Grading: Grades are based on a 6-hour take-home exam that will take place on the first day of the exam period (the day after Reading Day).  If you are unable to take the exam on that date, you need to contact my assistant (Kelly Downs, as soon as possible to request rescheduling your exam on an alternative date.  Specifically, any requests based on a conflict with another exam must be made by March 15.  The only reasons that justify rescheduling an exam are a direct conflict with another exam, or an exceptional medical or personal emergency.  A direct conflict with another exam means that you have another exam on the same day (having other exams on consecutive days does not justify rescheduling the M&A exam).


The exam will be an issue spotter (traditional essay-type law school exam question), and your answer will have a word limit of 1,000 words.


You will receive the exam question by e-mail from my assistant (Kelly Downs) at 9am (Champaign time) on the exam day.  You should then answer the exam question on your computer, saving it as a .doc/.docx (Microsoft Word) file, with the file name being your 4-digit exam number.  You must e-mail that file as an attachment back to my assistant, so that she receives it before 3pm (Champaign time) on the same day.  She will confirm receipt of your exam by 4pm (so please don't resend your exam or request a confirmation unless you didn't get a confirmation by 4pm).


To get a sense of what the exam will look like, you can browse my Mergers & Acquisitions exams from past years here: (many years ago, this course was called "Business Associations 2", so you may see older exams with that course name, but they are essentially the same course as M&A).


At the end of the course there will be a class dedicated to exam preparation, and I will provide more information about the exam in that class.


A student may request to submit a project (e.g., case study, research paper or teaching module) in lieu of an exam, but this may only be done with my advance permission, and I will only give such permission as an exception, when I believe circumstances justify it.  Students should not assume they would get such permission (rather, the assumption should be that students must take the exam), so if doing a project rather than an exam is an important factor in your choice of taking this course, you should talk to me before the course begins to see if your circumstances justify permission to submit a project in lieu of an exam.


Course texts: The only text you are required to have for this course is a course materials packet (in PDF format) that will be available free of charge to students enrolled in the course.  Since pre-class assignments typically involve listening to lectures rather than reading cases, the "textbook" used in this course is mostly optional. The packet does contain review cases that I occasionally assign ahead of a class, in which case you need to read and attempt to answer the cases before class.


Everything else in the packet, however, is optional supplemental reading that you may choose to read if the material is not clear after class (or if you like to do extra preparation ahead of class).  This includes my notes, relevant legislation and case law.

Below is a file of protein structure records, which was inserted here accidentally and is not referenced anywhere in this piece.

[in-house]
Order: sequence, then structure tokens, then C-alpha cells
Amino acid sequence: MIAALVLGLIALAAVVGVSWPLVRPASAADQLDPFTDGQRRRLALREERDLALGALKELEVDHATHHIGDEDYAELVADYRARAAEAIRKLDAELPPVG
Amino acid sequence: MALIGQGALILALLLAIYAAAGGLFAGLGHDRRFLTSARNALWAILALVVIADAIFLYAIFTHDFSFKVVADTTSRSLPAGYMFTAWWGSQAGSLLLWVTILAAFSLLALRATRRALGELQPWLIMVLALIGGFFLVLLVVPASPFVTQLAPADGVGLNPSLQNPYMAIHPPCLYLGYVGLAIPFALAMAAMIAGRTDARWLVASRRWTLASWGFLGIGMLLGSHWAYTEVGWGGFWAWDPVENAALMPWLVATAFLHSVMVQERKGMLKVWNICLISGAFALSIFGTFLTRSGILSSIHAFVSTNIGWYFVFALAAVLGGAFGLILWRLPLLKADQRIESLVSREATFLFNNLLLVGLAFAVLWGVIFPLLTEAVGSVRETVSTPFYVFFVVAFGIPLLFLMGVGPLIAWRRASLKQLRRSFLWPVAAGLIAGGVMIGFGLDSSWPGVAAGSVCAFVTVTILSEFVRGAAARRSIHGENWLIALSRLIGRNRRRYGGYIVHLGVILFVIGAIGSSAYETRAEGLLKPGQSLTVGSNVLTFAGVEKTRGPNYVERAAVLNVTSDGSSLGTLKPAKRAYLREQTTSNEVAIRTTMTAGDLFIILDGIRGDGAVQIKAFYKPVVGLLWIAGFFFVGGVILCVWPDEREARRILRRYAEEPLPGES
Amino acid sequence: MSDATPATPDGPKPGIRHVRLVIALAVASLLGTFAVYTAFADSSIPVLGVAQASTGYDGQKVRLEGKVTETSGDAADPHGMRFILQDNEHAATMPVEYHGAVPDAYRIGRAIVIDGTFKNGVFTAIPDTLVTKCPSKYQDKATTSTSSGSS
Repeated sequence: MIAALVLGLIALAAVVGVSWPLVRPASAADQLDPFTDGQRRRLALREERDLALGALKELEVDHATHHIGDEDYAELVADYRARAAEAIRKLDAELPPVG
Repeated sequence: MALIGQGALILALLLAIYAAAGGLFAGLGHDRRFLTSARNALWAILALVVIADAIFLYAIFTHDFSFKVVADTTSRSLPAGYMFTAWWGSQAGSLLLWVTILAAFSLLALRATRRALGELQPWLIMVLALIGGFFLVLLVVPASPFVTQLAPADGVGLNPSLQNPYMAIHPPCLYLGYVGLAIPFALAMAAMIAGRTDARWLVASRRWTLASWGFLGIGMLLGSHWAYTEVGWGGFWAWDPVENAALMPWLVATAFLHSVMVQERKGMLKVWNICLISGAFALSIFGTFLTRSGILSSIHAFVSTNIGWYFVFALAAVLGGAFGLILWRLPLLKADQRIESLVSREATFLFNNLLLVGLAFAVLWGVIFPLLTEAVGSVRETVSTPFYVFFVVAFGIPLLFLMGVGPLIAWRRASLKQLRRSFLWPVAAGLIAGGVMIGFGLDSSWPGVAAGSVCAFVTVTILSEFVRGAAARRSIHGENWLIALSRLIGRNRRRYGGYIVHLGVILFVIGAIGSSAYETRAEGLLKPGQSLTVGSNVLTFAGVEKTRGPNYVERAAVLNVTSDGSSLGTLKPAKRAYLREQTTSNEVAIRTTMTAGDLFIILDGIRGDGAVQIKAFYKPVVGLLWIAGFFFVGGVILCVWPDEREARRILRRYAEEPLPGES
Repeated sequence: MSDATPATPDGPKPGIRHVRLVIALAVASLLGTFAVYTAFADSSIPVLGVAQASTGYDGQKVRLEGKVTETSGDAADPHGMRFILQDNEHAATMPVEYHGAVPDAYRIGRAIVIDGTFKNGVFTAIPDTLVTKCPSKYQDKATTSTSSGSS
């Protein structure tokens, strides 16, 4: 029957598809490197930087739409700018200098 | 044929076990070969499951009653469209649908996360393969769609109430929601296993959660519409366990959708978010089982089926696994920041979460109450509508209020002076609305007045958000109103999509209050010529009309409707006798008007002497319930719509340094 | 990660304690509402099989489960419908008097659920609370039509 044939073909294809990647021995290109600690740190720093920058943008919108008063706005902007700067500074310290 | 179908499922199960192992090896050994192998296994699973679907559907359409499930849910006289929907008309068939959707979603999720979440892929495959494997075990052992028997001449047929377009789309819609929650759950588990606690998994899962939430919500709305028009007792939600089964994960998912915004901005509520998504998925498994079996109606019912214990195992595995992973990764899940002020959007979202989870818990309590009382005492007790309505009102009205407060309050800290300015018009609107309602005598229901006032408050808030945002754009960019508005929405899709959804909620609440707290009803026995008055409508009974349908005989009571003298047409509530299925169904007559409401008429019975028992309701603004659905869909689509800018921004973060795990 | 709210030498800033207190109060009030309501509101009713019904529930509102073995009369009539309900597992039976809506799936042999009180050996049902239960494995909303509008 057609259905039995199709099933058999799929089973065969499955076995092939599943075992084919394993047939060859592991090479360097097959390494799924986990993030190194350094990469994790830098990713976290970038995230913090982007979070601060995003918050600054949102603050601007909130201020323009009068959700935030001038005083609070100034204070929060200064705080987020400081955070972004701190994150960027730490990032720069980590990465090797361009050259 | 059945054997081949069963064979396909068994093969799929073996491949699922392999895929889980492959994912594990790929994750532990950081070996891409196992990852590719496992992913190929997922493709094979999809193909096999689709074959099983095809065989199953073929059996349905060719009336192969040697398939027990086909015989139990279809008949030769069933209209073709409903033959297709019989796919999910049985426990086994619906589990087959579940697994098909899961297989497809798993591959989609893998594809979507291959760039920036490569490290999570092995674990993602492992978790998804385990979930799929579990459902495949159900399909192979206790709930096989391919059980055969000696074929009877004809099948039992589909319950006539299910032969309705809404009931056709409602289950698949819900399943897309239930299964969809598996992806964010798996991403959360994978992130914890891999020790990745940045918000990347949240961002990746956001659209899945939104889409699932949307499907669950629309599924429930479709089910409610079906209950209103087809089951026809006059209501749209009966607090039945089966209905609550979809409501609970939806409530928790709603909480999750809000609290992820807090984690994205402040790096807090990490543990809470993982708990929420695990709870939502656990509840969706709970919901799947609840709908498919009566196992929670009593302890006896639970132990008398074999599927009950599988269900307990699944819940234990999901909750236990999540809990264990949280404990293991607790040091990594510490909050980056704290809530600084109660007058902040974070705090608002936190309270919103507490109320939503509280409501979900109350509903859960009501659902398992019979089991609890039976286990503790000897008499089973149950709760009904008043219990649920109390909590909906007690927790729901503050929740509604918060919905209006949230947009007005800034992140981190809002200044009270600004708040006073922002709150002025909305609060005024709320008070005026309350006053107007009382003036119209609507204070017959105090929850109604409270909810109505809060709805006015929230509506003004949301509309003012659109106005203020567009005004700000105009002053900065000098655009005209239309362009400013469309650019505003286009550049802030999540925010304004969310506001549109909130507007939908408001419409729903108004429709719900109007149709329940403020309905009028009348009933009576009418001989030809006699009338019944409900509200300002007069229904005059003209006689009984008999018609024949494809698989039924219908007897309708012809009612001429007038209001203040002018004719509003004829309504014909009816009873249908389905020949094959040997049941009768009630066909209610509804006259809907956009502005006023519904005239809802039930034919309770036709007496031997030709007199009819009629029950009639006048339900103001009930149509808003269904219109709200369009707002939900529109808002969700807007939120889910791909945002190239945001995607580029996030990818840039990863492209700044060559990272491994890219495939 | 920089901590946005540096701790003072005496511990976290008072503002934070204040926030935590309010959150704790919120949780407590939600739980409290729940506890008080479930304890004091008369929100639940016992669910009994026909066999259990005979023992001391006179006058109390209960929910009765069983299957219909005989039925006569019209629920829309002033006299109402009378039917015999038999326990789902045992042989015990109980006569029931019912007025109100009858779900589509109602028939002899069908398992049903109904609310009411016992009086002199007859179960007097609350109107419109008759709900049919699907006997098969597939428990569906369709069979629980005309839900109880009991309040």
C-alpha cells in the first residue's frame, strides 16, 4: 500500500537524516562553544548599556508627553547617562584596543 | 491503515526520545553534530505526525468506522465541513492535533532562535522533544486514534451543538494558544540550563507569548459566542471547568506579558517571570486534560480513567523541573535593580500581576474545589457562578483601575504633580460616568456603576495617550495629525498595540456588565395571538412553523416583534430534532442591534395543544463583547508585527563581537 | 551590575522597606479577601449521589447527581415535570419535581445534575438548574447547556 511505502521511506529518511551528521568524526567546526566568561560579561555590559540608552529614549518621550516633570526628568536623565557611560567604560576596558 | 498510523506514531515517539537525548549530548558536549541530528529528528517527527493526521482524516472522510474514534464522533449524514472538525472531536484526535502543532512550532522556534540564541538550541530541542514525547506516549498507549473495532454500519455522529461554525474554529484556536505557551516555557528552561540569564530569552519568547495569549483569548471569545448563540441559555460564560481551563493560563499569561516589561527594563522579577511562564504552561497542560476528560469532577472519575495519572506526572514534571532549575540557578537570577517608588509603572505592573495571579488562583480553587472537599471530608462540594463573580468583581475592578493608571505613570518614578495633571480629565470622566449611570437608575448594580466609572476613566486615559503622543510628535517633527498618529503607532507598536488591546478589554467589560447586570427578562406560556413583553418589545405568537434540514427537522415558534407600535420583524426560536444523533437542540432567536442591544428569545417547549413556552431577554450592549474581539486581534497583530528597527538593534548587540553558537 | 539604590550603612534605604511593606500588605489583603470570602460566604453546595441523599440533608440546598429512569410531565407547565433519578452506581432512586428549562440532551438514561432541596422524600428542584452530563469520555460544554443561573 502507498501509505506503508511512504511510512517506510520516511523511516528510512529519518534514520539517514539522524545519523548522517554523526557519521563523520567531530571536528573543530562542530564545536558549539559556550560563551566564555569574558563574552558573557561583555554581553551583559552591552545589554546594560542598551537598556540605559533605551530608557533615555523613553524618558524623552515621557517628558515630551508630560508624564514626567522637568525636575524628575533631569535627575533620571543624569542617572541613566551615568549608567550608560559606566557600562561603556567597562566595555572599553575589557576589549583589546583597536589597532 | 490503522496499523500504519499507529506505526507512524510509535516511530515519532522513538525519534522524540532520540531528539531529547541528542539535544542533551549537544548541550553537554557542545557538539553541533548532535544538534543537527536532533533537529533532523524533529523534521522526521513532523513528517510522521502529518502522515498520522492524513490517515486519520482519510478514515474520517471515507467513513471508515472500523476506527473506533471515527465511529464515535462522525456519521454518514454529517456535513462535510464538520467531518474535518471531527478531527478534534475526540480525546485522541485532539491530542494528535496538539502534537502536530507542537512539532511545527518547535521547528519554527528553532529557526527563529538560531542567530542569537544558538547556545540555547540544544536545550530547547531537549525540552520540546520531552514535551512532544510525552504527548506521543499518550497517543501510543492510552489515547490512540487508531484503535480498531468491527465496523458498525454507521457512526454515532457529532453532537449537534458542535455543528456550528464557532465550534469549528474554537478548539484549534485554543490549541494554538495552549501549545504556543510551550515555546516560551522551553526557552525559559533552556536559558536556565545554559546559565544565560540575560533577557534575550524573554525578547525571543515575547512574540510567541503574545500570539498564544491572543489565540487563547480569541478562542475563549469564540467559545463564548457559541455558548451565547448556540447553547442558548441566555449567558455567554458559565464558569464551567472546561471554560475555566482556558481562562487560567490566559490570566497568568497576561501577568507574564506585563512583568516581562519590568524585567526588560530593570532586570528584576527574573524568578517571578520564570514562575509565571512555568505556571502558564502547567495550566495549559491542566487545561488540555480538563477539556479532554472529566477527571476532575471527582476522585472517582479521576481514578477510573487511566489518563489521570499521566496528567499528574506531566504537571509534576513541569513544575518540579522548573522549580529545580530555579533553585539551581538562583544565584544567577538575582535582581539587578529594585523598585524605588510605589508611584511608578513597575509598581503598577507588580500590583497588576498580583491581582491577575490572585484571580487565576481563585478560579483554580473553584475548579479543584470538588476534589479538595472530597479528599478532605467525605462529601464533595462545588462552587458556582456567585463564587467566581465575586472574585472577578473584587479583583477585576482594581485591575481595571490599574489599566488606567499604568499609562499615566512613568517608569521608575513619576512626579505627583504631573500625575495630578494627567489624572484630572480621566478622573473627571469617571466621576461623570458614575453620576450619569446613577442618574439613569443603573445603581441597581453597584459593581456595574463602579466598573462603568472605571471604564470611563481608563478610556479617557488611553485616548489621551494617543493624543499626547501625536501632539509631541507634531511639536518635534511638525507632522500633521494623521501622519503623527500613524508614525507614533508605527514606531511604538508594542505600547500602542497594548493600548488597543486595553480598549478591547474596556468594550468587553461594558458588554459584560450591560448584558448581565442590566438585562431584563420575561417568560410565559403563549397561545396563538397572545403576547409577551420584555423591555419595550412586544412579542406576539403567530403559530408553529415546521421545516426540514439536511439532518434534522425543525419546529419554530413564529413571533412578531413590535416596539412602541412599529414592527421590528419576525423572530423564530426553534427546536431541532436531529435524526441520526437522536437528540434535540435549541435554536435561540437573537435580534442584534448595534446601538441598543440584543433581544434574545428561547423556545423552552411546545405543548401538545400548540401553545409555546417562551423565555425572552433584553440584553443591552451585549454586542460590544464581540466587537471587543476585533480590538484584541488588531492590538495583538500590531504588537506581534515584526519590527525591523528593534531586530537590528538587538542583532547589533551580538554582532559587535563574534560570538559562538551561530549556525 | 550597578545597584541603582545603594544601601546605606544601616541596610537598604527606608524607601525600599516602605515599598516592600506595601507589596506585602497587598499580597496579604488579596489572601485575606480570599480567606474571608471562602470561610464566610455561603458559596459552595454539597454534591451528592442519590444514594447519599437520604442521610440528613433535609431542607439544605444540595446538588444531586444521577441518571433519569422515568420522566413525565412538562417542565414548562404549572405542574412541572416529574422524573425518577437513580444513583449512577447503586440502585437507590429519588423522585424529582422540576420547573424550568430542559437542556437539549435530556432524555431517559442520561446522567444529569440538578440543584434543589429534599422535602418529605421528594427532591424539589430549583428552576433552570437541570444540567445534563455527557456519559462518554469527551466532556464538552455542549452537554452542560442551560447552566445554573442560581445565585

Reaching me: The best way to contact me is by e-mail, at:  You are also welcome to meet with me at my office.  Simply send me an e-mail suggesting days/times that are more convenient to you and we will find a mutually convenient time to meet.


Do not be shy about scheduling a meeting to clarify something that you did not understand in class.  If, despite having read the assigned material and attending class, you are puzzled about some issue that was discussed in class, it is perfectly appropriate for you to schedule a meeting so that I can (hopefully) make things clearer.  Out-of-class discussion affords me the luxury of focusing on your individual questions or concerns.


Attendance & participation: The American Bar Association requires accredited schools to ensure the “regular and punctual class attendance” of students.  The rule applies to this course.  You are expected to be present and prepared for class, and I reserve the right to reduce grades for poor attendance or participation.  Being prepared includes two components: familiarity with the assigned reading/video lecture, and making an effort to think about the issues that come up in the assigned reading and in the questions that I ask you in class.  Being prepared does not require you to know the correct answers to my questions; just to make your best effort based on the assigned pre-class material.  This is not “The Paper Chase” and nobody aces every question they are asked (including the professor).


University resources to address abuse: The law prohibits discrimination, harassment, and violence based on sex and gender (including sexual harassment, sexual assault, domestic/dating violence, stalking, sexual exploitation and retaliation).


If you have been harassed or assaulted, you can receive confidential counseling at

         Counseling Center: 217-333-3704   [8:00-5:00 Monday- Friday]

         McKinley Health Center: 217-333-2705


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I care about your safety and well-being and am available to discuss with you how to address threats or misconduct.  I will seek to keep information you share with me private to the greatest extent possible, but as a professor I am legally required to report to the university information I learn regarding possible sexual misconduct and crimes.